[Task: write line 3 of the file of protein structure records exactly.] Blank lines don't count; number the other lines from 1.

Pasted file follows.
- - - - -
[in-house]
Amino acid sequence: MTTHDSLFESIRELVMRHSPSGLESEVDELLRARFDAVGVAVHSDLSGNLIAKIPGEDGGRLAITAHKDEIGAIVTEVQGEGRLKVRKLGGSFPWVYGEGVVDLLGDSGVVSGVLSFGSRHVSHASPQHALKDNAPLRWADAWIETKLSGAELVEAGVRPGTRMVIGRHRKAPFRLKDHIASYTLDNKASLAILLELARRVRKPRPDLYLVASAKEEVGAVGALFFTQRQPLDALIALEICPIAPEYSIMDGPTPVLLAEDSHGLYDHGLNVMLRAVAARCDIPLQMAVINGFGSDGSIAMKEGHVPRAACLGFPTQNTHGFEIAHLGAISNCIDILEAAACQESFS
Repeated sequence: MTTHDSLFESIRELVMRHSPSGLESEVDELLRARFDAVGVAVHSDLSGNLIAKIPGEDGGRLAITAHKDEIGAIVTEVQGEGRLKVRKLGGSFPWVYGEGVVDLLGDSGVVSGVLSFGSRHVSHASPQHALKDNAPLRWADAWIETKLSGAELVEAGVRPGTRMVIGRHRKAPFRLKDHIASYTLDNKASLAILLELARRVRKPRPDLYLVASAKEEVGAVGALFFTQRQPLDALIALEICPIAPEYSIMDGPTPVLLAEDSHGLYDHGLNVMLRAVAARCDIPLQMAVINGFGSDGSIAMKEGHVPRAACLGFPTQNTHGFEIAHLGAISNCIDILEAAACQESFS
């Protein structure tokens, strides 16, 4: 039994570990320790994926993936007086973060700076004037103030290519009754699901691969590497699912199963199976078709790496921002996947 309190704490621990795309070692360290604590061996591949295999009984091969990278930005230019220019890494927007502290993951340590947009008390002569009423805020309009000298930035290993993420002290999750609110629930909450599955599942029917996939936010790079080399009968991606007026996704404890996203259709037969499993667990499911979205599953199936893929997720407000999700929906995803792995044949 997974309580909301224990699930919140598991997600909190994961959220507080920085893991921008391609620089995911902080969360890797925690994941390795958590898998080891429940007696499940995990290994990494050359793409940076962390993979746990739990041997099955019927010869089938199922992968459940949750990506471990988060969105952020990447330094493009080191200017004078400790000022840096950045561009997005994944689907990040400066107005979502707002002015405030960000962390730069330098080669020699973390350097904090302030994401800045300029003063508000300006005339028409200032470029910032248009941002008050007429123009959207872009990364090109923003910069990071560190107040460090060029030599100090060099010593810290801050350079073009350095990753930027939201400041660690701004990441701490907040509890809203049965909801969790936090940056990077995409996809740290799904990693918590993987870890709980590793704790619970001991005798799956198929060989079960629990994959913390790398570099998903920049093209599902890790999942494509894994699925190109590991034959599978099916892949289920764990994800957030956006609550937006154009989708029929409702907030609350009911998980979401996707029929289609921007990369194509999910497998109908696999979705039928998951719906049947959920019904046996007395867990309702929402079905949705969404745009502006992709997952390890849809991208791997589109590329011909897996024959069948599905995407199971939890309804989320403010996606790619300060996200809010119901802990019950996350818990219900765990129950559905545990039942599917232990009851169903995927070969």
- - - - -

Repeated sequence: MTTHDSLFESIRELVMRHSPSGLESEVDELLRARFDAVGVAVHSDLSGNLIAKIPGEDGGRLAITAHKDEIGAIVTEVQGEGRLKVRKLGGSFPWVYGEGVVDLLGDSGVVSGVLSFGSRHVSHASPQHALKDNAPLRWADAWIETKLSGAELVEAGVRPGTRMVIGRHRKAPFRLKDHIASYTLDNKASLAILLELARRVRKPRPDLYLVASAKEEVGAVGALFFTQRQPLDALIALEICPIAPEYSIMDGPTPVLLAEDSHGLYDHGLNVMLRAVAARCDIPLQMAVINGFGSDGSIAMKEGHVPRAACLGFPTQNTHGFEIAHLGAISNCIDILEAAACQESFS